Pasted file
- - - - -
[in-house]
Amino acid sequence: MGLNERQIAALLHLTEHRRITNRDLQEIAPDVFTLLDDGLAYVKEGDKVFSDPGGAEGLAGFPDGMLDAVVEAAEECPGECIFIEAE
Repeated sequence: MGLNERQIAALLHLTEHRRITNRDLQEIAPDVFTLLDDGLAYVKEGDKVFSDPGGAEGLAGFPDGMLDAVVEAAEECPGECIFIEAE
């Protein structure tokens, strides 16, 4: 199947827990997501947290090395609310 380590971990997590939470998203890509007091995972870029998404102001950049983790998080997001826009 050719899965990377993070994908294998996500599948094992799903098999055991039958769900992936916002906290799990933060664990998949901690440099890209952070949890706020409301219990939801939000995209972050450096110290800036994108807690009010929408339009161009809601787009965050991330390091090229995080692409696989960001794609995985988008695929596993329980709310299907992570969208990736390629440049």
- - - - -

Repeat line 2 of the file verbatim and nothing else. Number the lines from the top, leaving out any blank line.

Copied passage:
Amino acid sequence: MGLNERQIAALLHLTEHRRITNRDLQEIAPDVFTLLDDGLAYVKEGDKVFSDPGGAEGLAGFPDGMLDAVVEAAEECPGECIFIEAE